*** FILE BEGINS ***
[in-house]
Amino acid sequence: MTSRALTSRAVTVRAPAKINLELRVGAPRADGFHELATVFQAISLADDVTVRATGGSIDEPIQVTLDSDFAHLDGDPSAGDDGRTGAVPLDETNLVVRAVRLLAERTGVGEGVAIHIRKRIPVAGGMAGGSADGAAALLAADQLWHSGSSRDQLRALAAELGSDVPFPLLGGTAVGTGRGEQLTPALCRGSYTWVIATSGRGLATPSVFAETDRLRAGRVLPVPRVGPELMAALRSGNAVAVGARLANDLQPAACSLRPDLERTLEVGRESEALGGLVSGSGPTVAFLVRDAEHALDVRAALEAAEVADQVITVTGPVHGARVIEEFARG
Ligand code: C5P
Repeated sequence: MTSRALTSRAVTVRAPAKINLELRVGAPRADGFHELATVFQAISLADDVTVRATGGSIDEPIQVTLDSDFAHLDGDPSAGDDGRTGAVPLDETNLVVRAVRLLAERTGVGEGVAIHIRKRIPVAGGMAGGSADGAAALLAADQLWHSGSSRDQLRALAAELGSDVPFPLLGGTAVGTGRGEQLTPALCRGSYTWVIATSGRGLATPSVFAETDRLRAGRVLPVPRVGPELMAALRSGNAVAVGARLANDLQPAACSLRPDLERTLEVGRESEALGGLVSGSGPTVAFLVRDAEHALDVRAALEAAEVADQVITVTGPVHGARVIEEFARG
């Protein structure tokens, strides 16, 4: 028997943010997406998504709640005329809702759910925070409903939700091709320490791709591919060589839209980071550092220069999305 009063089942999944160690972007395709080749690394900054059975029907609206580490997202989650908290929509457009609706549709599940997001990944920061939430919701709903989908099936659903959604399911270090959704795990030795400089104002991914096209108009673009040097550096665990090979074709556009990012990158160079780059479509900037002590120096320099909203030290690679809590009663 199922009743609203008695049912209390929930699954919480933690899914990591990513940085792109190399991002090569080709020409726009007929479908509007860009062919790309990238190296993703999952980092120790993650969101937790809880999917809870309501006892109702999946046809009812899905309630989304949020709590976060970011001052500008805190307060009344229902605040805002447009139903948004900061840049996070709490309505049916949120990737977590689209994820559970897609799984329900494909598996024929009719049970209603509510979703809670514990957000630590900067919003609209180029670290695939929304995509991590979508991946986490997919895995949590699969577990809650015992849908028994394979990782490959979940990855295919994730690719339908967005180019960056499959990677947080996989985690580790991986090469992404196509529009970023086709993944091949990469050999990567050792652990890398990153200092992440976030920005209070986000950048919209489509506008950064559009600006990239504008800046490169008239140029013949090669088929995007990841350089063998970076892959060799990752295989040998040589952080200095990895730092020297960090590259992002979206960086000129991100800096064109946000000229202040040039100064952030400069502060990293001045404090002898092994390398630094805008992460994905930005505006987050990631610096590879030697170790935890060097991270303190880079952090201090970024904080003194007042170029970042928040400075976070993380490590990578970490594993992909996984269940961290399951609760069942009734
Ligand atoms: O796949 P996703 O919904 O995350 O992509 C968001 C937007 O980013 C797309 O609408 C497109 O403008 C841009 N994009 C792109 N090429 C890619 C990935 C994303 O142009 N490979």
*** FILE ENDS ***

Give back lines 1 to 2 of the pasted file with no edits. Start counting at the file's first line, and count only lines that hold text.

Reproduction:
[in-house]
Amino acid sequence: MTSRALTSRAVTVRAPAKINLELRVGAPRADGFHELATVFQAISLADDVTVRATGGSIDEPIQVTLDSDFAHLDGDPSAGDDGRTGAVPLDETNLVVRAVRLLAERTGVGEGVAIHIRKRIPVAGGMAGGSADGAAALLAADQLWHSGSSRDQLRALAAELGSDVPFPLLGGTAVGTGRGEQLTPALCRGSYTWVIATSGRGLATPSVFAETDRLRAGRVLPVPRVGPELMAALRSGNAVAVGARLANDLQPAACSLRPDLERTLEVGRESEALGGLVSGSGPTVAFLVRDAEHALDVRAALEAAEVADQVITVTGPVHGARVIEEFARG